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Henry Steele, 24, from Ampleforth, calls for automatic donor system
A MAN who has suffered from liver disease since the age of 10 is urging more people to become organ donors.
Henry Steele, who lives in Ampleforth, wants to see the introduction of Government legislation that would automatically register people as donors from birth.
The 24-year-old has suffered from a number of long-standing medical conditions, including primary sclerosing cholangitis and ulcerative cholangitis, but his health has deteriorated over the past 12 months.
Henry sleeps for more than 17 hours a day and has spent weeks in hospital. “I need frequent attention and am suffering blackouts, which has meant I have had to move back in with my family. I am unable to drive or go out far,” he said. “To encourage myself to stay positive and focused, I have a keen interest in photography.
“One of the side effects I get is extreme itching, which feels like I am bathing in itching power and leaves me climbing the walls.”
Despite his illness, Henry completed some studies, but was forced to leave further education because of ill health. He worked in security at festivals and as a door supervisor for a number of years.
“I do have a very positive outlook, but it is difficult as my condition has a big impact on my life and I am more or less housebound now,” he said. “At the moment I am judged too healthy for a transplant, but I hope this year I will be re- assessed and get on the waiting list, so I can eventually get back to work and lead a normal life. I want to highlight the need for people to become donors and also highlight the process involved in being put forward for a transplant, which can often be long and difficult.”
His mother, Yvonne, said Henry had first become ill when he was at primary school. “He started saying he was tired, but I thought it was an excuse not to go to school. Then he started passing blood and looking more and more yellow and jaundiced,” she said. “I took him to the local GP, who referred him to York Hospital and then St James’ Hospital, in Leeds, where he was diagnosed with autoimmune hepatitis and ulcerative colitis and then with primary sclerosing cholangitis (PSC).”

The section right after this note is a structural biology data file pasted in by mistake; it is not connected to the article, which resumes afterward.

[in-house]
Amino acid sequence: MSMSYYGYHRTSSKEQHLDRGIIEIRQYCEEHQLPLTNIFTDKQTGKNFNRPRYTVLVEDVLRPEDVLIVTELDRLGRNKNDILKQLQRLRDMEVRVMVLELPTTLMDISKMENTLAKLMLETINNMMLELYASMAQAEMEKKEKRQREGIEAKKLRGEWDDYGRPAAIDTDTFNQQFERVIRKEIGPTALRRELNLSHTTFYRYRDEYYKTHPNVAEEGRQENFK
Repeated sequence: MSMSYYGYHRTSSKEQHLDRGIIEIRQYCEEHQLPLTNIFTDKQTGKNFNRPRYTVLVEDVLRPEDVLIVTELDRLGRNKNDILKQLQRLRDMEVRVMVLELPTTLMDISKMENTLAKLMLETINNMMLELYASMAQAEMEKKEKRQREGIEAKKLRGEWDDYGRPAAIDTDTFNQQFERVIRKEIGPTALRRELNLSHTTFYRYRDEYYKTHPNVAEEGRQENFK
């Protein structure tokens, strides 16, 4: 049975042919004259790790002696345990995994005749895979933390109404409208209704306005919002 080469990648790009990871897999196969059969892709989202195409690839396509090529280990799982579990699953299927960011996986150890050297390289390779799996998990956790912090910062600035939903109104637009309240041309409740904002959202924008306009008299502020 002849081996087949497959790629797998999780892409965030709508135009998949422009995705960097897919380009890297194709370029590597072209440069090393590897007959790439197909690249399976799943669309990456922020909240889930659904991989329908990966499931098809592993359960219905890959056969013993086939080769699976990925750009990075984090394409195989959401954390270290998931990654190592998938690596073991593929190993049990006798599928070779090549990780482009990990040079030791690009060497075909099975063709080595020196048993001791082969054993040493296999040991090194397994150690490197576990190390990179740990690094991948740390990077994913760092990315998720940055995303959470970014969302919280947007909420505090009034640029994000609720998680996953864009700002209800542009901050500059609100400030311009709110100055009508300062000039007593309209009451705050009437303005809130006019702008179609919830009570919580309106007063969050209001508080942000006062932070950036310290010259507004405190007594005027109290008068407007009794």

Yvonne said she was told it was not contagious and the causes were unknown, but likely to have a genetic link which possibly needed an environmental trigger. “Basically, Henry’s immune system went into hyper drive and started attacking his liver and large bowel,” she said. “Fortunately it was very quickly diagnosed and, along with the treatment and support we received from the medical profession, we were also put in touch with the Children’s Liver Disease Foundation, where we could meet other parents, which was a fantastic support.”
Yvonne said they knew Henry would possibly need a liver transplant in the future. “His condition is regularly reviewed, and, when and if a transplant is approved, there are substantial risks involved with the operation.”
Yvonne said all the medical staff had been fantastic.
“We couldn’t ask for anything more, but it is a waiting game,” she said. “Henry is very positive and loves life and people, but his condition means he is very isolated and unable to live independently. I hope that this is the year that he finally gets a transplant and can get on with his life.”
• NHS figues show that 73 people died in our region while waiting for organ transplants in the past five years;
• Fifty people received organ donations last year, but 200 more are on the waiting list;
• The NHS Blood and Transplant service is encouraging people to register as organ donors. To join the NHS organ donor register, visit www.organdonation.nhs.uk or phone 0300 123 23 23.
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